Cykada - Cykada (Album Review)
Updated: Mar 25, 2019
22 March 2019
Album Rating 4.5 / 5
Live Potential 5 / 5
Solo Performances 4.5 / 5
Diversity in Songs 3 / 5
Favourite Songs Ophelia’s Message, Realise
London six-piece Cykada have released their debut album, as they give their self-titled record a real energy and power that pushes their songs through a cosmic voyage of spiritual jazz-rock. Having recorded the album back in December 2017, the long wait does not disappoint as each song impressively grooves to create music that will surely make for some sweaty and moshy live performances.
‘Dimension Stepper’ was the first single to drop in February and Tilé Gichigi-Lipere’s (Myriad Forest) introduction on the keys and electronics in the intro is a perfect summation of the whole album; they utilise electronic elements in any way possible to ensure the whole album resonates and reverberates from every note to add real depth and layers behind the main rhythm. Axel Kaner-Lidstrom’s (Where Pathways Meet, Levitation Orchestra, Maisha) trumpet and James Mollison’s (Ezra Collective, Where Pathways Meet) saxophone twist together in a sublime riff that is pushed fervently by Tim Doyle’s (Don Kipper, Theon Cross, Maisha, Chiminyo) drums and Jamie Benzies’ (Don Kipper, Myriad Forest) bass. The song itself covers so many different sections but they all intertwine and flow in a real bustling mood, the only surprise that they managed to fit in so much juiciness in just over five and a half minutes.
Allowing individual freedom to come through adds to the sense of an almost adventure-like feel that the tunes have generated, as more often than not the groove gallops on and on in amongst fast-paced and intricate playing by all of the group. This freedom is described by Doyle in an interview he did with Musica Macondo, as he explains how his drums are synced up to help Gichigi-Lipere program different electronic sounds to his beats, allowing for production techniques he uses himself to find a position to play in Cykada’s songs.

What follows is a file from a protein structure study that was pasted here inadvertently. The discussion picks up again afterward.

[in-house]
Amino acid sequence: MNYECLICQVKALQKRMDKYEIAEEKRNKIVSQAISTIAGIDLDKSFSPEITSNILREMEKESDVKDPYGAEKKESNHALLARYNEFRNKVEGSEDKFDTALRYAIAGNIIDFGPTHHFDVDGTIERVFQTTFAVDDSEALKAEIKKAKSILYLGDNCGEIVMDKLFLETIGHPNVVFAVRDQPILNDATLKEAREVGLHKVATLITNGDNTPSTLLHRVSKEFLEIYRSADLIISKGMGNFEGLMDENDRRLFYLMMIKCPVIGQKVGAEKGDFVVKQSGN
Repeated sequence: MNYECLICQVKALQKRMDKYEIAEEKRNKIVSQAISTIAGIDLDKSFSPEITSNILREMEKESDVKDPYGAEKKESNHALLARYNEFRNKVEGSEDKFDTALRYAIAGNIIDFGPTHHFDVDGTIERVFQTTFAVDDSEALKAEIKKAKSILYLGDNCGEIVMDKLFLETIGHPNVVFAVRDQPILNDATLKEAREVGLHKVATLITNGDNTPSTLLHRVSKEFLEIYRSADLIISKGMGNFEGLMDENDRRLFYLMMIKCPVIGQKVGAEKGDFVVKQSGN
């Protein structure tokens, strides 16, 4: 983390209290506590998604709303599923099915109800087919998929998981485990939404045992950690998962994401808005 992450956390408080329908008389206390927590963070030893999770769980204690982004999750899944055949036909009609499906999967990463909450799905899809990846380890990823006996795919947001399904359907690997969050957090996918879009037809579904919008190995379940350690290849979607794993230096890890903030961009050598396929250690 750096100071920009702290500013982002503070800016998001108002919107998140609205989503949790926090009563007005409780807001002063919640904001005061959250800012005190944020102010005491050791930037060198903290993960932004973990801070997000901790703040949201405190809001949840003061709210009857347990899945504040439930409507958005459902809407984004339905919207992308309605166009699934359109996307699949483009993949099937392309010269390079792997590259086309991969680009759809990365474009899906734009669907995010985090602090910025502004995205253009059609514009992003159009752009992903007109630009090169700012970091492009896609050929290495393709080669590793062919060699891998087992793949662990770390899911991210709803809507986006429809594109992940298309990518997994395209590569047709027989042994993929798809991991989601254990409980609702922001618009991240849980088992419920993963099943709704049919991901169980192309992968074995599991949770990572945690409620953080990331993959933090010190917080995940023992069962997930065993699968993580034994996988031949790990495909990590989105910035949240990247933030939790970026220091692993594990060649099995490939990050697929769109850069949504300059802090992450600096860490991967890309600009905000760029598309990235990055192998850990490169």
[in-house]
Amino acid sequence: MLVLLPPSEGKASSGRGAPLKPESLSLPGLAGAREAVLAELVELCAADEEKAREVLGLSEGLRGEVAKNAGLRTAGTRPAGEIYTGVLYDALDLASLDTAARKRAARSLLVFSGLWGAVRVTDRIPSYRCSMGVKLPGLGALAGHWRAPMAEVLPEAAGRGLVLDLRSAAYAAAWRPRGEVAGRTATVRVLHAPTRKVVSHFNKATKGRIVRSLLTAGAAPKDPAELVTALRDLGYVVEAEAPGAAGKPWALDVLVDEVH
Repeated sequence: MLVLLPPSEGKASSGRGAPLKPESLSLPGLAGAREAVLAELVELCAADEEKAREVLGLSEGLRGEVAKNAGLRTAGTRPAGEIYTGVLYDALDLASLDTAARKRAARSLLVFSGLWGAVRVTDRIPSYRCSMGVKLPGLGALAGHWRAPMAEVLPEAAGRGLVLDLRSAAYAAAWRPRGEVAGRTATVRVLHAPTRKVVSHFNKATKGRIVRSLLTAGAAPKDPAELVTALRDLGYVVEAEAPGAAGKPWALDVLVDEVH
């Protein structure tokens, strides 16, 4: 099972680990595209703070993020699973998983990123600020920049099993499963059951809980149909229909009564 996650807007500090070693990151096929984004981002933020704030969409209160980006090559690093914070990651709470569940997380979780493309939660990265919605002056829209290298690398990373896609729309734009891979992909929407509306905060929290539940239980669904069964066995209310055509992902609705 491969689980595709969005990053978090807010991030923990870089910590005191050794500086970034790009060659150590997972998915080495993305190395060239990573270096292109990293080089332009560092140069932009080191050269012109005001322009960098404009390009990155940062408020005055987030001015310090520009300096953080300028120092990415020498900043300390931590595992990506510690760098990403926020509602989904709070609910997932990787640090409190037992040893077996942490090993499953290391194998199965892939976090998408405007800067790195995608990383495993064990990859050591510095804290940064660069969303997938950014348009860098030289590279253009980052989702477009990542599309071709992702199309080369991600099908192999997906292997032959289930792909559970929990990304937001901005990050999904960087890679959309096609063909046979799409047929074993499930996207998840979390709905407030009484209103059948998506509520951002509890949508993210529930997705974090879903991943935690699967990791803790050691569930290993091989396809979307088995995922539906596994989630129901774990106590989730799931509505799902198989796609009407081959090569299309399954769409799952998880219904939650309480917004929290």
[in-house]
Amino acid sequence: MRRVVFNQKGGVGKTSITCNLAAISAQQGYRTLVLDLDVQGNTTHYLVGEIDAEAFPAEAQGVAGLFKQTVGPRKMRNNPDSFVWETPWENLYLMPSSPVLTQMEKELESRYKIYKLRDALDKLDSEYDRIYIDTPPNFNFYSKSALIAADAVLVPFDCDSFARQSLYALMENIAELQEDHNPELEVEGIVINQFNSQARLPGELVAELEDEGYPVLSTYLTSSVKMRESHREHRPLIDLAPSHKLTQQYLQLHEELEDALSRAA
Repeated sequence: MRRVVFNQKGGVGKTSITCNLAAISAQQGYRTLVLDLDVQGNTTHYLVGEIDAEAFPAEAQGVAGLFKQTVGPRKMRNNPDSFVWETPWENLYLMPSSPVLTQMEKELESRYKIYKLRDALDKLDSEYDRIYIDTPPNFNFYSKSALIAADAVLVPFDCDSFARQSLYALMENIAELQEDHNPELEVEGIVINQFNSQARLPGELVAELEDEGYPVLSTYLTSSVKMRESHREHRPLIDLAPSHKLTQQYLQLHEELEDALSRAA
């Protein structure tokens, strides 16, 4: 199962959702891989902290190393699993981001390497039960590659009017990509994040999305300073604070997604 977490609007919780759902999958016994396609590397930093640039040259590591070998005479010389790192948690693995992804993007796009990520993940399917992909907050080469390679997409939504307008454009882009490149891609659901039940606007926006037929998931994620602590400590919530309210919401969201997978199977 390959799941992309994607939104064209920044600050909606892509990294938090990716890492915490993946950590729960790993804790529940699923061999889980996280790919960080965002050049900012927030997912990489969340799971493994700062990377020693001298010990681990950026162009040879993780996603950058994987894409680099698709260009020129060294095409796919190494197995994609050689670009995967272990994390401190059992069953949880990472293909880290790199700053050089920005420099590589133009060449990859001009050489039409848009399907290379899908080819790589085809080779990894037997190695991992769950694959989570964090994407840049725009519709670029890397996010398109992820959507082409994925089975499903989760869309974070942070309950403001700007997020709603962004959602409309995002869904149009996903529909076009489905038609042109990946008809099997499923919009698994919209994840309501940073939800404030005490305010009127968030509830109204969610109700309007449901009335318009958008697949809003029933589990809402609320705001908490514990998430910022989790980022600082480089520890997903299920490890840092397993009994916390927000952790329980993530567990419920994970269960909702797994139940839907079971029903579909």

This liberation in how they want to express themselves is refreshing and the first tune ‘Creation’ exhibits this. It progresses from the quieter, menacing blows from the horns section at the start and followed by the main rhythm where the beautiful riff enters. They follow up with solos that change with the dynamics of the song perfectly as Javi Pérez’s (Undergrooveland) guitar grows in stature to inundate the song with a heavy reverb that propels the song to a wonderful climax of onrushing drums.
‘Ophelia’s Message’ starts out with a funky bass line by Benzies that is layered sumptuously underneath the celestial sounds of Gichigi-Lipere’s keys and Pérez’s guitar. The groove saunters through smoothly as Kaner-Lidstrom’s trumpet softly wails out until the pace urgently changes. Pérez’s guitar solo cries out with an aggressive intent before the heavy outro as the horns hurtle out an enticing riff; the impression left is that the horns are unflappable in the midst of the dread that surrounds them, or of what is still to come.
The psychedelic elements to Cykada's jazz-rock sound resonate more in ‘Realise’ as Kaner-Lidstrom’s trumpet echoes past Gichigi-Lipere’s electronics that use effects to crescendo and descend back and forth. Once the beat picks up, the song quickly moves from ever-evolving patterns that build up the magnitude and force of the song, before bringing us back down again then back up. Though there can be some slight criticism for the quickly changing of tempo so frequently, this gives Cykada their very own character which they harness and exploit. This is something that should be encouraged in more music to enhance musicianship, and to test the ability of a group to really challenge how they want songs to develop from start to end.
The eleven-minute epic ‘Third Eye Thunder’ catapults us into a cacophony of dark, intimidating riffs as Doyle keeps the drums consistently tight with pushing patterns alongside speedy fills to ensure the album maintains all the momentum it’s built up to. Because of how many different grooves they managed to fit in the previous songs, the song rambles on slightly too long, but it merely displays the band’s prowess in solos and to once more produce many provoking patterns to be thrashed out like galactic thunder.
Citing John Coltrane, Pharaoh Sander, Sun Ra and Flying Lotus amongst others as their influences, there’s no doubt in seeing these spiritual and experimental musicians captivating the minds of every single member of Cykada; the album should be cherished for exposing us to songs that have such intensity and purpose in their journey. The rhythm pokes and prods throughout with the crisp horns section, and the endless tap of electronica that is poured into every tune forms this heavier jazz feel that you can rave to for the full length of the album.
Cykada is a sublime debut album and it will hopefully drive Cykada to the top of the London jazz scene as the band have a complete set of stomping bangers that are impossibly hard not to dance to; hopefully the stars will continue to align for them in creating such wonderful music.
Jamie Benzies – Bass; Tilé Gichigi-Lipere – Keys, Electronics; Axel Kaner-Lidstrom – Trumpet; James Mollison – Saxophone; Javi Pérez – Guitar; Tim Doyle – Drums.